Good Pope John

Pope John XXIII, on a door of St. Peter's

Pope John XXIII, on a door of St. Peter’s

Fifty years ago today, Pope John XXIII died in the Vatican,of stomach cancer. His dying days were followed by people all the whole world.

This “roly-poly” Pope once wrote, “Every day is a good day to be born. Every day is a good day to die.”

He was beloved by many, not only for his efforts to open up the church and his outreach to non-Catholics, but also for being a true shepherd. He visited hospitals and prisons, telling inmates not to worry since he had two cousins who had spent time in prison and survived.

He beamed joy and seems to have had a sense of humor.

Once asked how many people work in the Vatican, he replied, “About half.”

On his deathbed he was asked how he was feeling. “Like St. Lawrence on the grill,” he noted.

Despite the hesitancy of the Roman Curia, he convoked an ecumenical council, Vatican II, to bring the Church up to date. He never saw his work finished, dying after the first session has ended.

He released two important encyclicals on social issues and peace, Mater et Magistra and  Pacem in Terris, that challenged many Catholics in the call for human rights, for disarmament, and for respect for working people and women.

He called for the Church to be “the Church of the poor” – similar to Pope Francis’s call for the church to be “a poor Church, a Church for the poor.”

His final message to the church, from his deathbed, reveals his spirit and is challenge to all people of faith:

Now more than ever, certainly more than in past centuries, our intention is to serve people as such and not only Catholics; to defend above all and everywhere the rights of the human person and not only those of the Catholic Church it is not the Gospel that changes; it is we who begin to understand it better…. The moment has arrived when we must recognize the signs of the times, seize the opportunity, and look far abroad.

May his life inspire us today to look beyond ourselves, to be people open to God’s Spirit, blowing where it will.


One response to “Good Pope John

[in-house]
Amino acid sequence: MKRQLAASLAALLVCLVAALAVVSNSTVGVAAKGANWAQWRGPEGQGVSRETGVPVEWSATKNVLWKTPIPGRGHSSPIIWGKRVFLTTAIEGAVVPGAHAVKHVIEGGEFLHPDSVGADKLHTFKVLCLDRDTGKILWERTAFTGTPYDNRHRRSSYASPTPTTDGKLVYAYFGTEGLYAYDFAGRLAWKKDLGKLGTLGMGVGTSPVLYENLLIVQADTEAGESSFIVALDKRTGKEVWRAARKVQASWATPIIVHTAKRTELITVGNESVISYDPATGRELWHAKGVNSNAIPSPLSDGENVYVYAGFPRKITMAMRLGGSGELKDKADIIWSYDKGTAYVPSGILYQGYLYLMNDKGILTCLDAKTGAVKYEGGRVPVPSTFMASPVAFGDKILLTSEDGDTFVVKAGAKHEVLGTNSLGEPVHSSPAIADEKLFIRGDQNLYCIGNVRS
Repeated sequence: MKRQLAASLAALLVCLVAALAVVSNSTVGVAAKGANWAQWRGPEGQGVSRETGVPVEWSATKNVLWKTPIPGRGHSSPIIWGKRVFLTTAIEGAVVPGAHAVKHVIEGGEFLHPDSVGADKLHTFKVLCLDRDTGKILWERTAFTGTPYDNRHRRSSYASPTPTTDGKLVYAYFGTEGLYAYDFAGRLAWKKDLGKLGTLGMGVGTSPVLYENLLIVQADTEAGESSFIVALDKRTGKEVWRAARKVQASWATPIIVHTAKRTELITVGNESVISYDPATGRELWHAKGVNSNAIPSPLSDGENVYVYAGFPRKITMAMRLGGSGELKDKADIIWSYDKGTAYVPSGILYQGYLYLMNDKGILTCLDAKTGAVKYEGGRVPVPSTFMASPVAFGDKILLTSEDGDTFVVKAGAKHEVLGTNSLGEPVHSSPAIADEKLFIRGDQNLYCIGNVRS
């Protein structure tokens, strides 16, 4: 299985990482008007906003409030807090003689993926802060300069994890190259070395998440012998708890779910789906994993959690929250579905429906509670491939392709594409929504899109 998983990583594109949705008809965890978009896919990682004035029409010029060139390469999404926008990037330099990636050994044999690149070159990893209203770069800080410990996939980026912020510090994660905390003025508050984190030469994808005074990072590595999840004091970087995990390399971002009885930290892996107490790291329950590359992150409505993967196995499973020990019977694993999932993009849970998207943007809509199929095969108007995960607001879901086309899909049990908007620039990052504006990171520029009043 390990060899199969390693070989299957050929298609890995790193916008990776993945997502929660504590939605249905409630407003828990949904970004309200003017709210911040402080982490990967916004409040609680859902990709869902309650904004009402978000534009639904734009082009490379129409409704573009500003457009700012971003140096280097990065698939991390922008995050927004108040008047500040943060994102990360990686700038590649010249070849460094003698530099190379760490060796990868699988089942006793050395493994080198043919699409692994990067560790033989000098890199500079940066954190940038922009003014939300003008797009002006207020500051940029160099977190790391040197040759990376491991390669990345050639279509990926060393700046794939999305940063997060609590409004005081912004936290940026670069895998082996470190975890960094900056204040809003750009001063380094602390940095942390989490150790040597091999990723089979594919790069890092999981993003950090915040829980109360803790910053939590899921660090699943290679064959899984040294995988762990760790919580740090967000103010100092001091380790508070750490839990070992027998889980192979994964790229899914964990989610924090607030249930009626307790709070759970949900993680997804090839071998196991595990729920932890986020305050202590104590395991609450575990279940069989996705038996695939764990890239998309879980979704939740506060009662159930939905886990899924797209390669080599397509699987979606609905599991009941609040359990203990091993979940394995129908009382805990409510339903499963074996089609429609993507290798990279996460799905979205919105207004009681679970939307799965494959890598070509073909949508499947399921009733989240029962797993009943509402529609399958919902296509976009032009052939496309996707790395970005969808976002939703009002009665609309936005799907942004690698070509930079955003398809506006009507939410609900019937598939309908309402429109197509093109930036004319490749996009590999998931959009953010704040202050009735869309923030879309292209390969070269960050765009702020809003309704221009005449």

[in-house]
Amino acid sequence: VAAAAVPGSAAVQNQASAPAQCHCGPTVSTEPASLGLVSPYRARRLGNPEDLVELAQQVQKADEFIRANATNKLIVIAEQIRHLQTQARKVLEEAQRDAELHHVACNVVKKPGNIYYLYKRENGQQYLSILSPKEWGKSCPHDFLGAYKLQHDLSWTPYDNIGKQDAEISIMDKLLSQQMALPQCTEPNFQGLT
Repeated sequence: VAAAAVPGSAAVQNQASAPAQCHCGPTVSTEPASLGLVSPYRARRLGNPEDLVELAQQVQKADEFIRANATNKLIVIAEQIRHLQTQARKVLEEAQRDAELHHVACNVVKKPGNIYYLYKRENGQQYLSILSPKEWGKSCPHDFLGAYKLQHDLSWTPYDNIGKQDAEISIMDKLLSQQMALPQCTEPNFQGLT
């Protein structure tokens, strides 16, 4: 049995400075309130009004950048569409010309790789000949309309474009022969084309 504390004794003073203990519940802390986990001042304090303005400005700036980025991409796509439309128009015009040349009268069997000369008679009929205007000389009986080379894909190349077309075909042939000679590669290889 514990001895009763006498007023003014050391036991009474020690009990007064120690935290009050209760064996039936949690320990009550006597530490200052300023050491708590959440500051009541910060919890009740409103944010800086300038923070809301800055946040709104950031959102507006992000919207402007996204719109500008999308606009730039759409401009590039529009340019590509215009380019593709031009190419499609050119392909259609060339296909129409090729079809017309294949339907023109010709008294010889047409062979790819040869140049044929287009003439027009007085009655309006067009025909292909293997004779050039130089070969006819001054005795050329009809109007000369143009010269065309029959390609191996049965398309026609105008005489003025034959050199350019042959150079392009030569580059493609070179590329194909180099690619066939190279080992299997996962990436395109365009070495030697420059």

1. Ah! I remember that day! It was the last week of school (fourth grade in a Catholic school) and I remember the sense of sadness. Somehow it was connected to a national (and bigger!) sense of loss and sadness, although different in feeling from Kennedy’s assassination. I remember Life magazine’s coverage of Pope John XXIII as well as extensive coverage of the Vatican Council. In the last decade I acquired some of those Life magazines. Impressive coverage, and so helpful to read it in the time it was occurring! Also remembered reading the excerpts from the book “An Artist and the Pope” about the sculptor who designed new bronze doors for St. Peter’s.
    My “liturgical memory” covers the gamut from making my First Holy Communion just prior to Vatican II to the (experimental) changes through the sixties to a sense of things sorting out more or less by the eighties. Through it all, the warmth of John XXIII’s personality coupled with his responding to the call of the Holy Spirit to set Vat. II in motion has always stayed with me.
    The speech that John XXIII gave from his Vatican balcony on the moonlit eve of the opening of the council has fortunately popped up on the web. One of the most touching things to be able to hear this all these years later.

    John, thanks for posting about this. Reminds me to continue to pray for his canonization.

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